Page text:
U.S. House Approves Breast and Cervical Cancer Treatment Bill (dateline May 15, 2000)
The United States House of Representatives has approved legislation that would allow low-income women diagnosed with breast or cervical cancer to receive treatment through expanded Medicare coverage. The bill, which must still be approved by the Senate and signed by the President, would provide $468 million in treatment benefits over five years. Currently, low-income women can receive free mammograms and Pap smears through a federally-funded Centers for Disease Control and Prevention (CDC) program, but are not eligible for funding if they are diagnosed with cancer as a result of those screenings.
The chief sponsor of the breast and cervical cancer treatment bill was North Carolina Representative Susan Myrick who is currently undergoing treatment for breast cancer. The new legislation proposes that the federal government pay 75% of cancer treatment expenses and the state contribute the remaining 25%.
The expanded Medicare coverage is expected to benefit 3.6 million women, specifically targeting uninsured women between the ages of 50 and 65 who earn less than $17,000 per year. Advocates of the bill say it is cruel for the government to pay for cancer screening but deny coverage for treatment.
The bill passed through the House with a vote of 421 to one. The single vote of opposition came from South Carolina Representative Mark Sanford whose aides said he believed the legislation would lead to new spending to cover the $468 million cost of the program without including cuts in other programs to offset spending. Representative Myrick said the bill would not increase government spending because offsets would be found as the legislation moves through Congress.
If the bill is approved by the Senate and signed by the President, low-income women would be eligible for federally-funded breast or cervical cancer treatment if they participate in the CDC program that provides free mammograms and Pap smears. The program is currently available in 54 states and territories and 9 American Indian tribes or tribal organizations.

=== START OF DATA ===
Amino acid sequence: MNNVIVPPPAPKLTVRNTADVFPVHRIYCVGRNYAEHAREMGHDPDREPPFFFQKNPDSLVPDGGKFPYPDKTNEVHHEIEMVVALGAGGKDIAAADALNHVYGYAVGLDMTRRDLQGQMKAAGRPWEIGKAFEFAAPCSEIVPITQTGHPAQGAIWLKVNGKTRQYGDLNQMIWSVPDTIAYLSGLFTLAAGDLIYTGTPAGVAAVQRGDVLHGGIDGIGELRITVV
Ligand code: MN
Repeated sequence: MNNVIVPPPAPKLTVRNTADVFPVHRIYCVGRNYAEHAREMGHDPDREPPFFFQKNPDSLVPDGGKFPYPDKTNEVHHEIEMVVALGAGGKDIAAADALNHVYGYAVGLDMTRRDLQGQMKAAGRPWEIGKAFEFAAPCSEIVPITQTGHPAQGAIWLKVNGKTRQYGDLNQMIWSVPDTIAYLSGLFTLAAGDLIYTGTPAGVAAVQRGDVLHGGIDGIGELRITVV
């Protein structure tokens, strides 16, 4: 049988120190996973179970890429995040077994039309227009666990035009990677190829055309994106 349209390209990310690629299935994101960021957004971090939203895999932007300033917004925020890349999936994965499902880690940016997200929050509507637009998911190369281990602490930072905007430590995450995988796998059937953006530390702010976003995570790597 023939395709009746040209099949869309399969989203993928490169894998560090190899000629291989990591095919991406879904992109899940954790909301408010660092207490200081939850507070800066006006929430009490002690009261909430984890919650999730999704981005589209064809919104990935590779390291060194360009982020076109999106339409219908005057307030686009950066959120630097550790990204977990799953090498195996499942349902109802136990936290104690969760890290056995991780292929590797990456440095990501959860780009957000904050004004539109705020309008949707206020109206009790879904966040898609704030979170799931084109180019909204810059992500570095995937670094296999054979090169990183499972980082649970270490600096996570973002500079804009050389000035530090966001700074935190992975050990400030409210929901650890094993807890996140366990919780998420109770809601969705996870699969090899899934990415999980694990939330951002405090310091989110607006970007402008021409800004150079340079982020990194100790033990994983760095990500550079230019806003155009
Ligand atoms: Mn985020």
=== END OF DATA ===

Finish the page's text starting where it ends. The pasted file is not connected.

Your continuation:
CDC is working with the American Cancer Society, the American Association of Retired Persons, the Susan G. Komen Breast Cancer Foundation, the YWCA of the USA, and other groups to expand the availability of early detection programs. Approximately 30,000 women have been diagnosed with cancer or pre-cancerous conditions under the program since 1990, but none were able to receive funding for treatment.
It is estimated that approximately 182,800 new cases of invasive breast cancer ( Stages I-IV ) will be diagnosed among women in the United States in 2000. Another 39,900 women will be diagnosed with ductal carcinoma in situ (DCIS), a non-invasive breast cancer. Approximately12,800 new cases of invasive cervical cancer will also be diagnosed in the United States in 2000.
In addition to providing funding for breast and cervical cancer treatment, the bill also requires the U.S. Health and Human Services Department and the CDC to prepare educational materials on the human papillomavirus (HPV) to be distributed to health care providers and the public. HPV is a sexually-transmitted disease that puts women at high risk for cervical cancer. The U.S. Food and Drug Administration (FDA) must also develop a warning label for condom boxes that says condoms are ineffective against the spread of HPV.
Additional Resources and References
- The May 10, 2000 Associated Press report, “Care For Poor,” is available at http://abcnews.go.com/sections/living/DailyNews/medicaid000510.asp
- The May 9, 2000 Reuters Health report, “House Approves Breast and Cervical Cancer Treatment Bill,” is available at http://www.reutershealth.com/archive/2000/05/09/eline/links/20000509elin036.asp
- Visit the Centers for Disease Control and Prevention (CDC) website at http://www.cdc.gov/